African Nations are Fed up with the West’s Hand-me-Downs. But It’s Tough to Keep Them Out.


This is a fascinating Washington Post piece on an issue many of us may think little about.

When spring cleaning comes around in the United States, dropping well-loved clothes into a donation box can feel like an act of selflessness. Those stained sweaters, summer camp T-shirts and out-of-fashion shorts will clothe someone needier, right?

It’s actually a little more complicated. Most of America’s castoff clothes are sold by the Salvation Army, Goodwill and others to private companies. Bales of used clothing are then shipped by the container-load, mostly to sub-Saharan Africa, in what has become a billion-dollar industry.

African governments have become increasingly fed up. What many in the West think of as a gesture of generosity, they say, is preventing them from building their own apparel industries. In March 2016, four East African countries decided to raise tariffs on used clothing, in some cases to as much as 20 times the previous rate.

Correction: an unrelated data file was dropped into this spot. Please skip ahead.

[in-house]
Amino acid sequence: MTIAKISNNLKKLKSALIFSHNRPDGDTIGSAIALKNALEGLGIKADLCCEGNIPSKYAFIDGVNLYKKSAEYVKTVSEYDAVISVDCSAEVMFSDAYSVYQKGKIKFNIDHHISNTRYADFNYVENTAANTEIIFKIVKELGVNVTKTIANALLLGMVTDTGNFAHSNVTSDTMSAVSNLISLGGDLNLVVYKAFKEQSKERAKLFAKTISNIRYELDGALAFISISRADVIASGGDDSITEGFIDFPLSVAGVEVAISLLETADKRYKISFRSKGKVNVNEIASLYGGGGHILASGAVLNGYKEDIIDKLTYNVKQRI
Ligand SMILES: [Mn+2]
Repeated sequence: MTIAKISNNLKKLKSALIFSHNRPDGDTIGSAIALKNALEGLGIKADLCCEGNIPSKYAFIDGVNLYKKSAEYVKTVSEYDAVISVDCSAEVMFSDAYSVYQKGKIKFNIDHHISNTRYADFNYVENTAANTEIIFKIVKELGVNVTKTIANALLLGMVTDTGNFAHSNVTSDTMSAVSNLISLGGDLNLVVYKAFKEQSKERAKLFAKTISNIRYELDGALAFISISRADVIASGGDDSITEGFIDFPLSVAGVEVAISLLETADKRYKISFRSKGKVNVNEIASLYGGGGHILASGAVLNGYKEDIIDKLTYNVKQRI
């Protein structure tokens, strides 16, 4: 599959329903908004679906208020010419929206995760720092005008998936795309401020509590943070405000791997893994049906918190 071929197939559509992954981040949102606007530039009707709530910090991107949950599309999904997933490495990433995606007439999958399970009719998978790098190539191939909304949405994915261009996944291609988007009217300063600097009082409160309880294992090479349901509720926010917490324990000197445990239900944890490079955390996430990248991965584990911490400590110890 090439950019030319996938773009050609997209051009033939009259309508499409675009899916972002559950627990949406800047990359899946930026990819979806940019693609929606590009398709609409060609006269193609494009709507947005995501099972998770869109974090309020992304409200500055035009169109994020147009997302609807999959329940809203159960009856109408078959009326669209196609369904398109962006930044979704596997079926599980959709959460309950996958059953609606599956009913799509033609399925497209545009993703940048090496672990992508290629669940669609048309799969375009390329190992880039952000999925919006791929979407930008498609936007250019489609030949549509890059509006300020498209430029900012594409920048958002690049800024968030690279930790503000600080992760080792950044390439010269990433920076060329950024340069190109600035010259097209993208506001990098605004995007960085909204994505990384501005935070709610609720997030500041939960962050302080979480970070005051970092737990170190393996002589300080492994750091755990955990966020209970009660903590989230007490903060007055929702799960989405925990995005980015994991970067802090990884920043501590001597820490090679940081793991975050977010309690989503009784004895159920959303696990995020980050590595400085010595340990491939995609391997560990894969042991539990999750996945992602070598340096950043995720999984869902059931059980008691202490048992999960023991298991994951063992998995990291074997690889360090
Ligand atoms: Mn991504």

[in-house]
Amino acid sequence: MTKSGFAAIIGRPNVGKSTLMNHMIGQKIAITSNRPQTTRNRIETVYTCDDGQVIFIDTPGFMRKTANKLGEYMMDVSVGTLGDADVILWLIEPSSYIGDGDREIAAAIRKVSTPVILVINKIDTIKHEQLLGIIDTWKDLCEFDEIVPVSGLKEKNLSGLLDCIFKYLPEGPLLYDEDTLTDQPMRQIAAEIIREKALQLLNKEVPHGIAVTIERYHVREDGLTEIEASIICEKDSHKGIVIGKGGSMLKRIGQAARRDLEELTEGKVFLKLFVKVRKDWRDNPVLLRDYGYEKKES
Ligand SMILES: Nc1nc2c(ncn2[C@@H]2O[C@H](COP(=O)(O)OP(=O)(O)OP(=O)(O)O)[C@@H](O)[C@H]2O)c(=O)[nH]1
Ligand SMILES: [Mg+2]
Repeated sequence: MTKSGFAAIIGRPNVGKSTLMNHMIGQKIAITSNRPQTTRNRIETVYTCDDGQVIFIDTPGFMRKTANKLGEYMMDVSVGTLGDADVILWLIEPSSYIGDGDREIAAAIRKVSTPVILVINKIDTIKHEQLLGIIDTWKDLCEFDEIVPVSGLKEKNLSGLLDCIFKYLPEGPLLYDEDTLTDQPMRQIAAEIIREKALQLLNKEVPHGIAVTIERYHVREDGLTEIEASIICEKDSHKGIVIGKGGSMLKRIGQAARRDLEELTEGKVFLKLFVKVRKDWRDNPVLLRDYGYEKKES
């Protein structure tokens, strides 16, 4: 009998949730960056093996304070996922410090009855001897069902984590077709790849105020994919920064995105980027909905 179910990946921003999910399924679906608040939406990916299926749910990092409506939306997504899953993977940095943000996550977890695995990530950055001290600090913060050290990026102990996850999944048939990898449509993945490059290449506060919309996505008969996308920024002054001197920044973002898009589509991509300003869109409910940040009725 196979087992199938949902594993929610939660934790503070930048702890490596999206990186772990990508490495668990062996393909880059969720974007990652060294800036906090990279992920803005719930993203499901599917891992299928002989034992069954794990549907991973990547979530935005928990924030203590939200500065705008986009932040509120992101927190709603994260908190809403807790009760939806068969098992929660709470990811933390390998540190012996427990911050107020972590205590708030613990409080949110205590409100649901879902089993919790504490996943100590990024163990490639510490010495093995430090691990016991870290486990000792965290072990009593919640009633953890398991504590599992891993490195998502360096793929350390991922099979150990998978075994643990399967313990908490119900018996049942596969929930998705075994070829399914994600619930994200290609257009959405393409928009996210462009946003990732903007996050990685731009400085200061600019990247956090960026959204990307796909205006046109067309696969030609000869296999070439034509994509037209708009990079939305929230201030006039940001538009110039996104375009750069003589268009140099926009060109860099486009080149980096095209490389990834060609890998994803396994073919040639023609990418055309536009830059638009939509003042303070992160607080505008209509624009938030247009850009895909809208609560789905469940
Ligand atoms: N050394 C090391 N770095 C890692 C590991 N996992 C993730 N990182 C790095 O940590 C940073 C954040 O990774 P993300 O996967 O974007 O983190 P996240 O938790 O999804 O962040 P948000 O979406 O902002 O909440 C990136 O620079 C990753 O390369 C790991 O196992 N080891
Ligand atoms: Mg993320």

The American used-clothing lobby sounded the alarm, and last year, the Trump administration began investigating whether the four nations were violating an 18-year-old trade agreement with the United States. Under pressure, the East African governments lowered their tariffs to previous rates.

Except Rwanda. Read More


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